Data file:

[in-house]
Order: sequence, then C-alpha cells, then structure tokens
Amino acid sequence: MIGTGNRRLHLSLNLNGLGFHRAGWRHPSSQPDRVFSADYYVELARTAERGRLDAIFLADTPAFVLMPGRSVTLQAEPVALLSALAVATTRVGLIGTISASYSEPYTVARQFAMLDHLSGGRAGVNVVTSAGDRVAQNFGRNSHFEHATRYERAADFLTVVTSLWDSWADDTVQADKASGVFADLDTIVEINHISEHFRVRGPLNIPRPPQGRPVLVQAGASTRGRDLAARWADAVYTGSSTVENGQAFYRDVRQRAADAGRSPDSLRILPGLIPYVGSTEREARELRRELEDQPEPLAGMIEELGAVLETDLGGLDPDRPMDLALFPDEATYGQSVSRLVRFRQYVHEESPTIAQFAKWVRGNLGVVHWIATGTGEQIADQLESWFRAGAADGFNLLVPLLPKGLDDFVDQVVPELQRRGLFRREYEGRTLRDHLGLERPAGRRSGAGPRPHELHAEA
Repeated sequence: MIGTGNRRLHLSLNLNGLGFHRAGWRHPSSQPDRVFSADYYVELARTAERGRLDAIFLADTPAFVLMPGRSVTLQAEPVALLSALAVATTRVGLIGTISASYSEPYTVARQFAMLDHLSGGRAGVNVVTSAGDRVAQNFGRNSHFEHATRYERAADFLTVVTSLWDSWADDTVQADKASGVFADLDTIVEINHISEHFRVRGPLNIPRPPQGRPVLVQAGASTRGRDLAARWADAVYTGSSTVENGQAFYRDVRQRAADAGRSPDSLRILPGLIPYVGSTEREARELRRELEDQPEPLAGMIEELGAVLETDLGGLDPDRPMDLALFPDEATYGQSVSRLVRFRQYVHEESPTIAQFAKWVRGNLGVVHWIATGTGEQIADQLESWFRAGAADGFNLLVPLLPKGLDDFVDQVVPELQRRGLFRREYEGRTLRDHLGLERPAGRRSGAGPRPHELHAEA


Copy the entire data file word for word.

[in-house]
Order: sequence, then C-alpha cells, then structure tokens
Amino acid sequence: MIGTGNRRLHLSLNLNGLGFHRAGWRHPSSQPDRVFSADYYVELARTAERGRLDAIFLADTPAFVLMPGRSVTLQAEPVALLSALAVATTRVGLIGTISASYSEPYTVARQFAMLDHLSGGRAGVNVVTSAGDRVAQNFGRNSHFEHATRYERAADFLTVVTSLWDSWADDTVQADKASGVFADLDTIVEINHISEHFRVRGPLNIPRPPQGRPVLVQAGASTRGRDLAARWADAVYTGSSTVENGQAFYRDVRQRAADAGRSPDSLRILPGLIPYVGSTEREARELRRELEDQPEPLAGMIEELGAVLETDLGGLDPDRPMDLALFPDEATYGQSVSRLVRFRQYVHEESPTIAQFAKWVRGNLGVVHWIATGTGEQIADQLESWFRAGAADGFNLLVPLLPKGLDDFVDQVVPELQRRGLFRREYEGRTLRDHLGLERPAGRRSGAGPRPHELHAEA
Repeated sequence: MIGTGNRRLHLSLNLNGLGFHRAGWRHPSSQPDRVFSADYYVELARTAERGRLDAIFLADTPAFVLMPGRSVTLQAEPVALLSALAVATTRVGLIGTISASYSEPYTVARQFAMLDHLSGGRAGVNVVTSAGDRVAQNFGRNSHFEHATRYERAADFLTVVTSLWDSWADDTVQADKASGVFADLDTIVEINHISEHFRVRGPLNIPRPPQGRPVLVQAGASTRGRDLAARWADAVYTGSSTVENGQAFYRDVRQRAADAGRSPDSLRILPGLIPYVGSTEREARELRRELEDQPEPLAGMIEELGAVLETDLGGLDPDRPMDLALFPDEATYGQSVSRLVRFRQYVHEESPTIAQFAKWVRGNLGVVHWIATGTGEQIADQLESWFRAGAADGFNLLVPLLPKGLDDFVDQVVPELQRRGLFRREYEGRTLRDHLGLERPAGRRSGAGPRPHELHAEA